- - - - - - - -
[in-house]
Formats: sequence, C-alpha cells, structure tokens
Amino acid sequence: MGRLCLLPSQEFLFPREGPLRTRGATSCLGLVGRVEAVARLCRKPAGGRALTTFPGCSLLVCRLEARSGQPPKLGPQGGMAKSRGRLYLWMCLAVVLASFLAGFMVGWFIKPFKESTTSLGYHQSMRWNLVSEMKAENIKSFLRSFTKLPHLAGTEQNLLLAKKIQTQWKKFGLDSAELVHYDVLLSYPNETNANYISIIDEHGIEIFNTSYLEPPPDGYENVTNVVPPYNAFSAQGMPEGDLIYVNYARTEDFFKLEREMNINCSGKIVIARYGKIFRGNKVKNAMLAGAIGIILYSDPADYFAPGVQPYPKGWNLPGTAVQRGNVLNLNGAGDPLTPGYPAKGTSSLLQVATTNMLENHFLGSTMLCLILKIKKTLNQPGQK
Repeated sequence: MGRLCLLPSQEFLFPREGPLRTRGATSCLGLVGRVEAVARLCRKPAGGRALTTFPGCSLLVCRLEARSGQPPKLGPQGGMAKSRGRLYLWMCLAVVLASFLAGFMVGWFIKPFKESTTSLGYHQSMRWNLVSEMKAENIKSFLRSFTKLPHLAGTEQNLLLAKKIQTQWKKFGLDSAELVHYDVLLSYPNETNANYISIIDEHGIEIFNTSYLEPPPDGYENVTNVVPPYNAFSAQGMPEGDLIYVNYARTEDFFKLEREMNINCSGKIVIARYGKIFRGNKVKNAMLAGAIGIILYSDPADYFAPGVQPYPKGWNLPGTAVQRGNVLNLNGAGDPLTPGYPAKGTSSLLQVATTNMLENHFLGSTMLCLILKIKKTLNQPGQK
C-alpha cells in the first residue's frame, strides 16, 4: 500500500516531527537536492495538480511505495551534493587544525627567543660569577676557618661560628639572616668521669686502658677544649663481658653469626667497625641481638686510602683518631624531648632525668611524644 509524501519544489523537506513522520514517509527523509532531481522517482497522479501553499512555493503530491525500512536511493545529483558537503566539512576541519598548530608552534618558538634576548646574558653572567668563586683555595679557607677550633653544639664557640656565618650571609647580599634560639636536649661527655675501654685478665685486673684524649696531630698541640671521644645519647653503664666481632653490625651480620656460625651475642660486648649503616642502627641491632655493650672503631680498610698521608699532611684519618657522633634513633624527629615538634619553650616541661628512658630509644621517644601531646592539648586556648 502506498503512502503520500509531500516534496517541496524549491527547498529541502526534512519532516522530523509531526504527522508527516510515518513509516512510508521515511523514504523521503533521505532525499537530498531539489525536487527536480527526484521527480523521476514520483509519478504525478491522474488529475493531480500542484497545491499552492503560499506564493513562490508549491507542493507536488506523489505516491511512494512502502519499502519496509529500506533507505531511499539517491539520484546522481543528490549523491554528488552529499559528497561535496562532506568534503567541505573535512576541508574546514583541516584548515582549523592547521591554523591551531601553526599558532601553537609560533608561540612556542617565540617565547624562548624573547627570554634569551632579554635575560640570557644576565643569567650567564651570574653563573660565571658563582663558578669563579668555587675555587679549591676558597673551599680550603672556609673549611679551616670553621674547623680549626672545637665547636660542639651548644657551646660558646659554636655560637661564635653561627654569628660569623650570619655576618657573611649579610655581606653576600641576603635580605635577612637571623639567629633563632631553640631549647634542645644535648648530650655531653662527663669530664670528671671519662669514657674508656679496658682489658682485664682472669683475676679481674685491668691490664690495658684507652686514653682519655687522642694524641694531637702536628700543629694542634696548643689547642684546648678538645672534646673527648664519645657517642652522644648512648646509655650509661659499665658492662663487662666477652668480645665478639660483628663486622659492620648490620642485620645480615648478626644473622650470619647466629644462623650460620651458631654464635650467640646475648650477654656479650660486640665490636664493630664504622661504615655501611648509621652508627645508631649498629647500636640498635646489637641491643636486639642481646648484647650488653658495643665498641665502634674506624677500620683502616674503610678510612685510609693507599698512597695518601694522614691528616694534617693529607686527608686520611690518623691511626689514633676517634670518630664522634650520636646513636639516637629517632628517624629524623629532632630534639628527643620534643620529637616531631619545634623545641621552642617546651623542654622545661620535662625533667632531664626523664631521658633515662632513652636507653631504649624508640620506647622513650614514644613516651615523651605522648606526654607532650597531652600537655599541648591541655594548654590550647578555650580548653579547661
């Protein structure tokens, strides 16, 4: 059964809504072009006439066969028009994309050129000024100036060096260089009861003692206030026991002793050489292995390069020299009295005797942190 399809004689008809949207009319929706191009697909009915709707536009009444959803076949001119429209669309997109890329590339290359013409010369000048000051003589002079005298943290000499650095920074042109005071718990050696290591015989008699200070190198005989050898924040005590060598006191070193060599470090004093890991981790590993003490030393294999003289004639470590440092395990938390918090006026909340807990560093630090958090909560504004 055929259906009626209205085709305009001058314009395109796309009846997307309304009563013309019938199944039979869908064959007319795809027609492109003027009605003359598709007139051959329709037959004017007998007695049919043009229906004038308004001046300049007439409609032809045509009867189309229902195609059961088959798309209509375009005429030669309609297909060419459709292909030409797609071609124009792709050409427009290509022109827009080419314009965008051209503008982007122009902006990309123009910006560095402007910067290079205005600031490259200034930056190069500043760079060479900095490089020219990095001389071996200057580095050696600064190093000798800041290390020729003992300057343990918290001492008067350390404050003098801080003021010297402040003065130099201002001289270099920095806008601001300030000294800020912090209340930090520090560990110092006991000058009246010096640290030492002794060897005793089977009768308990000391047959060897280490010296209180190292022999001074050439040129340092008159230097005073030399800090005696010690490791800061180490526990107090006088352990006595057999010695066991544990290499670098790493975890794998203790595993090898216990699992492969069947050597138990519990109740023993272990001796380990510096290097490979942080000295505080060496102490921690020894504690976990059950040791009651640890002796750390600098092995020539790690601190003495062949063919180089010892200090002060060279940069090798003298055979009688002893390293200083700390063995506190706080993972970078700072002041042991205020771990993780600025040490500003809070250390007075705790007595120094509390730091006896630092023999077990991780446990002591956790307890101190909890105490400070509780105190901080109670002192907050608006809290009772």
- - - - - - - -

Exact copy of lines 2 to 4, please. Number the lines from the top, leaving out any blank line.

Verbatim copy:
Formats: sequence, C-alpha cells, structure tokens
Amino acid sequence: MGRLCLLPSQEFLFPREGPLRTRGATSCLGLVGRVEAVARLCRKPAGGRALTTFPGCSLLVCRLEARSGQPPKLGPQGGMAKSRGRLYLWMCLAVVLASFLAGFMVGWFIKPFKESTTSLGYHQSMRWNLVSEMKAENIKSFLRSFTKLPHLAGTEQNLLLAKKIQTQWKKFGLDSAELVHYDVLLSYPNETNANYISIIDEHGIEIFNTSYLEPPPDGYENVTNVVPPYNAFSAQGMPEGDLIYVNYARTEDFFKLEREMNINCSGKIVIARYGKIFRGNKVKNAMLAGAIGIILYSDPADYFAPGVQPYPKGWNLPGTAVQRGNVLNLNGAGDPLTPGYPAKGTSSLLQVATTNMLENHFLGSTMLCLILKIKKTLNQPGQK
Repeated sequence: MGRLCLLPSQEFLFPREGPLRTRGATSCLGLVGRVEAVARLCRKPAGGRALTTFPGCSLLVCRLEARSGQPPKLGPQGGMAKSRGRLYLWMCLAVVLASFLAGFMVGWFIKPFKESTTSLGYHQSMRWNLVSEMKAENIKSFLRSFTKLPHLAGTEQNLLLAKKIQTQWKKFGLDSAELVHYDVLLSYPNETNANYISIIDEHGIEIFNTSYLEPPPDGYENVTNVVPPYNAFSAQGMPEGDLIYVNYARTEDFFKLEREMNINCSGKIVIARYGKIFRGNKVKNAMLAGAIGIILYSDPADYFAPGVQPYPKGWNLPGTAVQRGNVLNLNGAGDPLTPGYPAKGTSSLLQVATTNMLENHFLGSTMLCLILKIKKTLNQPGQK